Before the sun goes down each night, Lenny Hafford is patrolling his yard, looking for missing light bulbs.
Hafford says, "You've got to keep looking. Every once in a while, you go outside and see they're not working and you'll look and they obviously the geese done plucked the lights out."
Lenny loves Christmas, and he loves decorating his 5-acre yard on Grand Bayou Road.
Hafford says, "We live in the back of Bayou Gauche in the middle of nowhere. We are definitely out of the way."
All of this started three years ago, just before his mother died. Since then Lenny has been on a non-stop mission to build more and more lighted displays.
Hafford says he's "just doing it in the memory of my mom. She was into Christmas pretty much so I just thought of doing it for her and she passed away and it just started snowballing after that."
All of the ornaments are made of quarter-inch metal rods.
Hafford says, "I see something I want to build and just draw out. Then I cut it, then I weld it together and paint it and put your lights on. Oh lord, it's a job!"
Three electric meters start spinning just before dark. They feed underground cables and a web of extension cords. And as the sun sets behind a lingering rain cloud, this yard on Grand Bayou Road transforms into a brilliant holiday extravaganza.
The toy soldiers at Hafford's front gate were originally 30 feet tall. He says, "I had to use a truck and rope block and everything else to try to put them up, so the safety factor was in there. So I had to cut them down to size to those that are about 20 feet."
The giant snowman is 25 feet tall. And next to a small carousel, you find a 30-foot-long dragon. The dragon keeps an eye on three ice-skating penguins, enjoying the Christmas chill with polar bears and an igloo.
Hafford says, "Probably up to about 80,000 lights so far. I still have a lot of stuff to put out but time is running out. It started off with one acre and now it's up to five acres. So I'm going to have to start expanding across the street to the neighbors -- if I can!"
Lenny dug a large duck pond in front of his house. That adds a magical reflection to the lights, with leaping dolphins, a life-size nativity scene and the spinning lights of a peppermint mill.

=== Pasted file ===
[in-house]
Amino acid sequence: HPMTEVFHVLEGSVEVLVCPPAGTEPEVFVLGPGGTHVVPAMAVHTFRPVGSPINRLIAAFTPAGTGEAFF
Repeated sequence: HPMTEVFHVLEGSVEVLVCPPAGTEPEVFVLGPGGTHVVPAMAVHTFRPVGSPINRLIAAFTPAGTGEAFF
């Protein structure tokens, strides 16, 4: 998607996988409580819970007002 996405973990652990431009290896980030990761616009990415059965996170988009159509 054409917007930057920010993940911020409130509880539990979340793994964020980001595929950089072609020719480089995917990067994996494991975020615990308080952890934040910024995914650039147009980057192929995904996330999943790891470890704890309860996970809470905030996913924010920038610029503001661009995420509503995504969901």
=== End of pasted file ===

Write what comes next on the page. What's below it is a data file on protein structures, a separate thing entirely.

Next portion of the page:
The favorite towers above Lenny's garage. "My favorite one is the Frosty," he says. "When I was growing up as a kid my mom, I can still remember sitting on her, watching Frosty the Snowman and crying like a baby when he was melting."
Santa has a few different modes of travel, from helicopter to parachute, the standard reindeer and sleigh and a five-car polar express.
Lenny works for Entergy, the electric utility company, so he knows how to wire things. But the job does not get him a break on his utility bill. Hafford says, "Probably for the month of December the bill with all of them together, probably about 900 bucks."
This five-acre display appears on the horizon as you near the end of a long dark road. It's getting a little busy on weekends.
Hafford says, "Some of my neighbors, they said, man, nobody knew where Grand Bayou was. Now everybody knows where Grand Bayou was."
And the reward comes from the families that stop along the shoulder of Grand Bayou Road.
"Just to hear their expressions and their voice," Hafford says. "They love it. I love it just to see them."
It's an unexpected celebration of lights and Christmas, in the middle of nowhere.
Hafford says he wants to go into business constructing the holiday yard decorations after he retires from his job with the utility company.
From New Orleans, take I-10 to I-310.
I-310 south toward Boutte/Houma.
Exit on US 90 west toward Houma.
3 miles later, just past the town of Paradis, turn left onto La. 306 South.